There are two main approaches to part-of-speech tagging: rule-based and probabilistic. The tagger presented in this document belongs to the purely probabilistic ones. That means, that for disambiguating tags within a text it only uses probabilities, and no rule-based mechanism.
The first step in any tagging process is to look up the token to be tagged in a dictionary. If the token cannot be found, the tagger has to have some fallback mechanism, such as a morphological component or some heuristic methods. The difficult task is to deal with ambiguities: only in trivial cases will there be exactly one tag per word.
This is were the two approaches differ: while the rule-based approach tries to apply some linguistic knowledge (usually encoded in rules) in order to rule out illegal tag combinations, a probabilistic tagger determines which of the possible sequences is more probable, using a language model that is based on the frequencies of transitions between different tags.
A rule-based language model can be created by a human using linguistic knowledge, but it is not possible to `hand-code' a probabilistic language model. These models are generally created from training data, ie they learn by example. This is the way QTAG works.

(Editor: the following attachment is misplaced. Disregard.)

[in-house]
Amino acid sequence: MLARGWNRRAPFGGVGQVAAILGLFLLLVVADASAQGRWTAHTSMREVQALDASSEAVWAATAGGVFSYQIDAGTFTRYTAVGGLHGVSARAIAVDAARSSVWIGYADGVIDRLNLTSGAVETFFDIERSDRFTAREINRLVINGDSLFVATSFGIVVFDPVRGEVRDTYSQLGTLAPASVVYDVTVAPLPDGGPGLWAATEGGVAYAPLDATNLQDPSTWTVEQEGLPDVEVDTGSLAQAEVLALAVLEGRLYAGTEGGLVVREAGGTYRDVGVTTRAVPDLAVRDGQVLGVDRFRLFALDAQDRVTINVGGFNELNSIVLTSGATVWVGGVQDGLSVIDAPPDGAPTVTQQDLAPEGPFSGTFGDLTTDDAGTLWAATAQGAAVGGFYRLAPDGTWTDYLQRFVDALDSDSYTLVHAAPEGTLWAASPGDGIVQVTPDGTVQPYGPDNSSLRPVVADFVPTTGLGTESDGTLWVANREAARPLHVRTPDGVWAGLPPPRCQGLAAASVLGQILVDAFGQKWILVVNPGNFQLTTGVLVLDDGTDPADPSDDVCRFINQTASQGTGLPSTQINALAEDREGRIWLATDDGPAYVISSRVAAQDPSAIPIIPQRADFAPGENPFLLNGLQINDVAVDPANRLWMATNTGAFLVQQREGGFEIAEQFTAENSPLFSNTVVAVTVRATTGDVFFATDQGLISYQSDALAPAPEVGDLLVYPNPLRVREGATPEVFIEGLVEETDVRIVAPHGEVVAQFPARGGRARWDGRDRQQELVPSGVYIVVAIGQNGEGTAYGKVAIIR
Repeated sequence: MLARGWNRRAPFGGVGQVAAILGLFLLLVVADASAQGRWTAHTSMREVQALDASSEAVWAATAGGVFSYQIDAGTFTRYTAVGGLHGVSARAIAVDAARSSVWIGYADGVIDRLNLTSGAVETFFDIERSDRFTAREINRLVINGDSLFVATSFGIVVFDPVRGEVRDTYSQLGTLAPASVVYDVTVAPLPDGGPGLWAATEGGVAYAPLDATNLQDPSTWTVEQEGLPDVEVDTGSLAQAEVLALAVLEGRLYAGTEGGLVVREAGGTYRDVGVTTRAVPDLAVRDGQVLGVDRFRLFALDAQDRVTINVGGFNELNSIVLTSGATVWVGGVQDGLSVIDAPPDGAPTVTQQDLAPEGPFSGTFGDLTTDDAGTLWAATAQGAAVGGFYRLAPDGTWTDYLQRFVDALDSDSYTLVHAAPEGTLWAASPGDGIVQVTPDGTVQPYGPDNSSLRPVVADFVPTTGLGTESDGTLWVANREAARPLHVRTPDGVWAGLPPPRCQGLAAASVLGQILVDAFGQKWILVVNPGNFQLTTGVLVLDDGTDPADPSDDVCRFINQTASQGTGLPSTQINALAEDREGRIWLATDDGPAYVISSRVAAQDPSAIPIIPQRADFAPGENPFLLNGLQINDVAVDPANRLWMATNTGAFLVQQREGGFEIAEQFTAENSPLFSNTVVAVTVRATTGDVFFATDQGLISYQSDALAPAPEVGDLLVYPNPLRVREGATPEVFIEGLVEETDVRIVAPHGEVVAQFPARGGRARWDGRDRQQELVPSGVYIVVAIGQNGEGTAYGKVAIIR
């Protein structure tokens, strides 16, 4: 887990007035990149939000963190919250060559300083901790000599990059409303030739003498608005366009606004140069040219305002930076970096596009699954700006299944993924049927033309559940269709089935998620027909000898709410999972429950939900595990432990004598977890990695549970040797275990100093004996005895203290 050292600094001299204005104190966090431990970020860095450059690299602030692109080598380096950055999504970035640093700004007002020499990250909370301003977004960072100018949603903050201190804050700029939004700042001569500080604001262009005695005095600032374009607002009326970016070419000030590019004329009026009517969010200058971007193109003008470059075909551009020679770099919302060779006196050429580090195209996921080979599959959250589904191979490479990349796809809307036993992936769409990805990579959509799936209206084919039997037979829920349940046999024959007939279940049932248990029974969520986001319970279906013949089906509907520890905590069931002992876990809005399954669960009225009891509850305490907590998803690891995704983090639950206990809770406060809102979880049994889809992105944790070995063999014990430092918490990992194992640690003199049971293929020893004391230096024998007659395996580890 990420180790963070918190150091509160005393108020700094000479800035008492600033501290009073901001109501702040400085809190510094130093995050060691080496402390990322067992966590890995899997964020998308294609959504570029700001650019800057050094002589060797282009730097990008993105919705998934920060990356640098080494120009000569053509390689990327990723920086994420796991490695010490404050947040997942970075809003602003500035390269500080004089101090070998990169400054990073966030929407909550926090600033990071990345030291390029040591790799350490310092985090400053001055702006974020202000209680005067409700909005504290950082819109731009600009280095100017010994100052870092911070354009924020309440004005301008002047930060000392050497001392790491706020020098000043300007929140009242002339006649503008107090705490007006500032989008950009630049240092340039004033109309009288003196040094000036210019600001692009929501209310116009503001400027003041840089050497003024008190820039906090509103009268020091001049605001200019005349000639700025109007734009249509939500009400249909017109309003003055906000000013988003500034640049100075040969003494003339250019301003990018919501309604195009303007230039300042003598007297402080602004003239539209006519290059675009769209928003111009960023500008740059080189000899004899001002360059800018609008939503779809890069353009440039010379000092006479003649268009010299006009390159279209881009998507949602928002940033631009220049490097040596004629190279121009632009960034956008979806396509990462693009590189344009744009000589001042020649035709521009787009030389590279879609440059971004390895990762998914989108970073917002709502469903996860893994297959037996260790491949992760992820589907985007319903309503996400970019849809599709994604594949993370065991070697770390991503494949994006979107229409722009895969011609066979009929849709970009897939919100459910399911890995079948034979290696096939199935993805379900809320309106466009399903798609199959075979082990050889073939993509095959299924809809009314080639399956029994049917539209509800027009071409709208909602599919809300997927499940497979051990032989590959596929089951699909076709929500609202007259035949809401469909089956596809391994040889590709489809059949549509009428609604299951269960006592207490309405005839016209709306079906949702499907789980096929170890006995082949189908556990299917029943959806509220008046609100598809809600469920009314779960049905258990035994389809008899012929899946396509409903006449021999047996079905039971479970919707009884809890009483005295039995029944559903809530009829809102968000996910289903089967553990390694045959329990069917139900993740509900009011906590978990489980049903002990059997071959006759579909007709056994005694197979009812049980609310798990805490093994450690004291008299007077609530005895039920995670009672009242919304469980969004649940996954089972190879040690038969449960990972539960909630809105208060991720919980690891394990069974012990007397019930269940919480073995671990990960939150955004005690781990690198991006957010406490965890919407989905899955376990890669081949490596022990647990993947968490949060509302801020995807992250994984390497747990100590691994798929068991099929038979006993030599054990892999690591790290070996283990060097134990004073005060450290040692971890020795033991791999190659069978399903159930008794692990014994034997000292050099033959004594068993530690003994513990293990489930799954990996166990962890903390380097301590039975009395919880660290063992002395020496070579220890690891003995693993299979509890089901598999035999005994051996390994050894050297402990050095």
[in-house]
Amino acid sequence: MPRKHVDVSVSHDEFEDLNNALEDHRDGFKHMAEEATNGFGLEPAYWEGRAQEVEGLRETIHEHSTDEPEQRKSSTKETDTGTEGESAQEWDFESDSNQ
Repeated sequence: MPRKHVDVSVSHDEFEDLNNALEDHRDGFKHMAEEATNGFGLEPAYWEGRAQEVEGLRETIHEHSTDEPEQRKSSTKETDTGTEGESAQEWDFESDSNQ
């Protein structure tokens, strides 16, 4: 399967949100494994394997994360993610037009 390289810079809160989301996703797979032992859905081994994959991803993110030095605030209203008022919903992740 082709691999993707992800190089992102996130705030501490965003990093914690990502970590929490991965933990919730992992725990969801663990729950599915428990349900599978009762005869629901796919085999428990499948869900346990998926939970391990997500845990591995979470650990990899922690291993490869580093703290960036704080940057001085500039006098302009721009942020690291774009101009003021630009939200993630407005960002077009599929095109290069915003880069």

The tagger used for the experiment presented here was QTAG, a probabilistic tagger which had previously been used at Corpus Research in combination with an email interface[+] It was re-implemented in order to make it language independent.
The basic algorithm is fairly straightforward: at first, the tagger looks up all possible tags that the current word can have, together with their respective probabilities. This information (which holds for the word in isolation) is then combined with the probability for each tag to occur in a sequence preceeded by the two previous tags. The tag with the highest combined score is selected. Two further processing steps also take into account the scores of the tag as the second and first element of the triplet as the following two words are evaluated.